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News Media Alliance: Publishers Are Fed Up Playing By Google And Facebook's Rules

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News Media Alliance: Publishers Are Fed Up Playing By Google And Facebook's Rules
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Despite rising subscriber levels, newspapers across the country continue to see their revenues dropping, lost to the internet behemoths that control digital advertising.

In the face of this pressure, thousands of national and local news outlets under the banner of News Media Alliance are urging Congress to allow publishers to negotiate collectively with dominant online platforms, namely Alphabet Inc (NASDAQ: GOOG) (NASDAQ: GOOGL) and Facebook Inc (NASDAQ: FB).

The two accounted for over 70 percent of digital ad revenues in the first quarter this year, according to Pivotal Research.

“Legislation that enables news organizations to negotiate collectively will address pervasive problems that today are diminishing the overall health and quality of the news media industry,” said David Chavern, president and CEO of the News Media Alliance in a press release.

Related Link: A Look Into The Antitrust Environment Surrounding Internet Giants

Why Now?

The News Media Alliance started discussing the collective bargaining strategy in January, and began speaking with others in the space and antitrust counsel in March.

Discussions “stemmed from publisher frustrations over the [digital advertising] duopoly and having to play by the rules of Facebook and Google,” Paul Boyle, senior vice president of public policy at News Media Alliance, told Benzinga.

But why have frustrations only heightened enough to take legal action now, when revenues have been declining drastically for over decade?

Total revenue for U.S. newspapers peaked in 2005. By 2010, they had fallen by nearly 50 percent, down from $49.4 billion to $25.8 billion, according to the Pew Research Center.

It may be because the reason behind falling revenues wasn’t apparent early on.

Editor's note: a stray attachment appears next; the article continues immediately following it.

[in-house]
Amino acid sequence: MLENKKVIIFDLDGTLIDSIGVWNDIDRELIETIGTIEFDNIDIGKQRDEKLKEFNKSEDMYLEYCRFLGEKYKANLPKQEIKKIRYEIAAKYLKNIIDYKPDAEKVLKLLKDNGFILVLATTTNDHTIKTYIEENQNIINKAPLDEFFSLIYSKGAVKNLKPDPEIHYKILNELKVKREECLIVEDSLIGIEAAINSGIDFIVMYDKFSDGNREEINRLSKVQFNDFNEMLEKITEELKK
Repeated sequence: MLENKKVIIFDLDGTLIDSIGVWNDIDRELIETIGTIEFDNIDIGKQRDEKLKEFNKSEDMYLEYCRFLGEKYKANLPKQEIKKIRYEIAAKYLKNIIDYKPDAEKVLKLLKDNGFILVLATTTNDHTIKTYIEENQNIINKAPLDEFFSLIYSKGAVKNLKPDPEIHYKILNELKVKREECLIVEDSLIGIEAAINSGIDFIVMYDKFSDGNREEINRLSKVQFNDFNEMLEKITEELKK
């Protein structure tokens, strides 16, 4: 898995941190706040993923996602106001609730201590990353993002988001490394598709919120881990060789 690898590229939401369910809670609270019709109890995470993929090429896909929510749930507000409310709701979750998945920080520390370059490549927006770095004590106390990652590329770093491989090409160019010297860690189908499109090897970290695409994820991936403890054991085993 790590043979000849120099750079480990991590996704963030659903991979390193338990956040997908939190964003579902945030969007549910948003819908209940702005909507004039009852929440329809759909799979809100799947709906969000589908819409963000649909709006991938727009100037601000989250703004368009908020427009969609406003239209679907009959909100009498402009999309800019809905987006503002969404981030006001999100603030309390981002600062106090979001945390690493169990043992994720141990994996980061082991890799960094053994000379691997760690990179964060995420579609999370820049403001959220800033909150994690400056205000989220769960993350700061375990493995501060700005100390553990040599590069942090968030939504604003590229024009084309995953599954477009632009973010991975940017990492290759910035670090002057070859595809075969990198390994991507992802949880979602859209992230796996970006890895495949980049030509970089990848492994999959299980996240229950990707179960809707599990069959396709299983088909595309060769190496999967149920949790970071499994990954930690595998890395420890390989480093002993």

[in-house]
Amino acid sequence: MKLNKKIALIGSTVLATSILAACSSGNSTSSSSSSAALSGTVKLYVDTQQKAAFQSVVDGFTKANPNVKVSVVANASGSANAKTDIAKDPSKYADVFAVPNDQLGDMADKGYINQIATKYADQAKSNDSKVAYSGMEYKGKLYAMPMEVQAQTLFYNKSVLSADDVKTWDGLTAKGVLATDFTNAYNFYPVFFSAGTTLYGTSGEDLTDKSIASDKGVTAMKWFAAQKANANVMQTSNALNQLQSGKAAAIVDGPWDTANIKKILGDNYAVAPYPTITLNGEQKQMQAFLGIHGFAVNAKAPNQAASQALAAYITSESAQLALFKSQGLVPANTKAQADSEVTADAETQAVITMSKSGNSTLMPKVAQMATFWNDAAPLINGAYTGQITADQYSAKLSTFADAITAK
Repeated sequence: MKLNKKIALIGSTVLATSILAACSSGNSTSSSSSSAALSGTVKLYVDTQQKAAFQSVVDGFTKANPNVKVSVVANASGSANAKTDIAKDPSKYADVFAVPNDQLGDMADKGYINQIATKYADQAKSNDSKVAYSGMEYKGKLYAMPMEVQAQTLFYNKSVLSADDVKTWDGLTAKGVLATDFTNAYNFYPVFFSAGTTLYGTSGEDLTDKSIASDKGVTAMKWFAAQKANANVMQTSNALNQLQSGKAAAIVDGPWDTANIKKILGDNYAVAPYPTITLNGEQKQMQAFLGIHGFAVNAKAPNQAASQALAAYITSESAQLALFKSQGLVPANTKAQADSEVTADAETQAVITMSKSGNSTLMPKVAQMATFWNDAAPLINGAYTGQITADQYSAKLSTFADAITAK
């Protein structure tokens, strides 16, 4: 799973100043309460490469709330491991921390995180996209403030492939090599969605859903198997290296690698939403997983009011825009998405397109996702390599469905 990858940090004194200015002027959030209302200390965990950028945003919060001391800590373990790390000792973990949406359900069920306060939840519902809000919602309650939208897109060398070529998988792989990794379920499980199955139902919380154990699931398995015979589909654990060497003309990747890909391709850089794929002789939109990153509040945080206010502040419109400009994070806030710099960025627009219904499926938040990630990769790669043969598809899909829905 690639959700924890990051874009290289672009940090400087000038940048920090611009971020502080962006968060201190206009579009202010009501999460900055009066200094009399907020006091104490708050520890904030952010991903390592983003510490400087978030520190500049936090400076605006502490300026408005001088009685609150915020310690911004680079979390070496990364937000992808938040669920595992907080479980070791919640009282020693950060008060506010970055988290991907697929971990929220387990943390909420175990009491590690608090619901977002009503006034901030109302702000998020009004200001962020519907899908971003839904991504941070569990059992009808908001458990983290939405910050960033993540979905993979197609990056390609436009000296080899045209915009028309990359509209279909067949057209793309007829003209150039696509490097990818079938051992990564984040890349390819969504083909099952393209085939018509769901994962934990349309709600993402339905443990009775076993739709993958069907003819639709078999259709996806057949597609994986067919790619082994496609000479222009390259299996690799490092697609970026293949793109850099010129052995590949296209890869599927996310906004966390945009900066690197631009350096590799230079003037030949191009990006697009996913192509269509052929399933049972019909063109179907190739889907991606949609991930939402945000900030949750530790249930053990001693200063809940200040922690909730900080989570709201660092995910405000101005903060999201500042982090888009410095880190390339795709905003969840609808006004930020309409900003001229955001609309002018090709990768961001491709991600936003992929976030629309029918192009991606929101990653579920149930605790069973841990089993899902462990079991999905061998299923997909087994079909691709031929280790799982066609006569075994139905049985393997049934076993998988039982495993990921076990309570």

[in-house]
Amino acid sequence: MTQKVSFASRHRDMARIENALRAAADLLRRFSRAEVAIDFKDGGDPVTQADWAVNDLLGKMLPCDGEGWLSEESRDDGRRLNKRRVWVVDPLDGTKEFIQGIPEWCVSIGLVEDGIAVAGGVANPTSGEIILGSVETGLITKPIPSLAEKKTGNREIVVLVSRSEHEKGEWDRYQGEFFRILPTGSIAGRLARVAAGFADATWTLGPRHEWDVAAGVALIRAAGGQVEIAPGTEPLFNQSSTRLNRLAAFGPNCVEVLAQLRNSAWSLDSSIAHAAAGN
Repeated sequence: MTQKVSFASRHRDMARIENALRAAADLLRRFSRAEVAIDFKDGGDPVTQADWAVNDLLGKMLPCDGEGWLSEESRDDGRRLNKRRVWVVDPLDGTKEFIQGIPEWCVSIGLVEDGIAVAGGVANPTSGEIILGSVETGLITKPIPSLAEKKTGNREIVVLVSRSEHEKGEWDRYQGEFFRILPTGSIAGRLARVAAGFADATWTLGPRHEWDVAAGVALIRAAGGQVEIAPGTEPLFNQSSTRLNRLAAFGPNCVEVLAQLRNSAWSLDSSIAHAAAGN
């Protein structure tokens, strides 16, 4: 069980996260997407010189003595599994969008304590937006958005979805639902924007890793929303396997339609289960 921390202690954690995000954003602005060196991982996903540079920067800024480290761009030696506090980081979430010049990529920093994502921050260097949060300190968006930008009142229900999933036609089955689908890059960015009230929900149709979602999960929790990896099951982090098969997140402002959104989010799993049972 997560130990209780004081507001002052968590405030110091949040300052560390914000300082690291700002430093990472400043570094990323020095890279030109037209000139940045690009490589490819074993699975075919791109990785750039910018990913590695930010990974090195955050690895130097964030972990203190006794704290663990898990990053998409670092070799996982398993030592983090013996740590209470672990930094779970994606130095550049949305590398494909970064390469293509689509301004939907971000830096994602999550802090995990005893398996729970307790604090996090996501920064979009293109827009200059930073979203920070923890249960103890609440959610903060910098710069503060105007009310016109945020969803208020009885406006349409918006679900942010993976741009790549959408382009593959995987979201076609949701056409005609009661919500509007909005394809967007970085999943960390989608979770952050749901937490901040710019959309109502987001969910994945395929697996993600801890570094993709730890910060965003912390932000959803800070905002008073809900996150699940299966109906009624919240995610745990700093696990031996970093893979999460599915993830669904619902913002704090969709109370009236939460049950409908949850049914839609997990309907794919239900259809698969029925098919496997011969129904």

Back in the mid-2000s, “publishers thought that if they put their content online, then the digital advertising would follow,” said Boyle.

“There were a lot of factors in [the] decline,” said Boyle. “You had sites that ate away at our classified advertising ... and the emergence of search and social media platforms.”

At one point, there was concern over the Huffington Post and news aggregators stealing traffic.

What it comes down to now, though, is the sheer scale Google and Facebook has over newspapers. In addition, thanks to acquisitions of companies like DoubleClick by Google, they are now on both the buy and sell sides of digital advertising.

Consolidation and scale may also have just finally provided clear targets for publishers to push back on. “To some extent that might be true” said Boyle.

Next Steps

Publishers have two main paths to boosting revenues: claiming a greater share of digital ad sales or implementing subscription models consumers will get behind.

“Under these current platforms [Facebook and Google] we don’t have good deals right now on either of those things,” said Boyle.

Related Link: Could Alphabet's New Ad Rules Bruise Its Own Bottom Line?

For example, when publishers provide the first few paragraphs for free but block the rest from those without a subscription, Google bumps their articles way down on its search results.

For its part, a Google spokesperson told Benzinga: “We've built numerous specialized products and technologies, developed specifically to help distribute, fund, and support newspapers. This is a priority and we remain deeply committed to helping publishers with both their challenges, and their opportunities."

Facebook currently has no system in place for publishers to solicit subscriptions from its users, although it claims to be working on the issue, according to Boyle.

“They basically benefit from our content on their platforms but they don’t hire any journalists. We need to talk about better business terms that will bring back revenue to support original journalism," said Boyle.

“I think for a long time people who have been concerned about the future of journalism have looked for that kind of silver bullet [to fight revenue declines]. There is no silver bullet,” said Boyle.

If given approval by Congress, the News Media Alliance will work to see several programs initiated. They include a greater share of ad revenue going to newspapers, support for subscription models on the various platforms and the sharing of consumer demographics data.

“We recognize that it’s a high hurdle given that fact that not much gets done in Congress, it’s even hard to get a post office changed,” said Doyle. “Hopefully there will be some hearings fairly quickly and we can go from there.”

Related Links:

Amazon Shouldn't Worry About Antitrust Law, For Now

Google And Facebook Have A Literal Duopoly Over The Digital Ad Market

Posted-In: David Chavern Doubleclick News Media AllianceNews Exclusives Tech Media Interview Best of Benzinga

 

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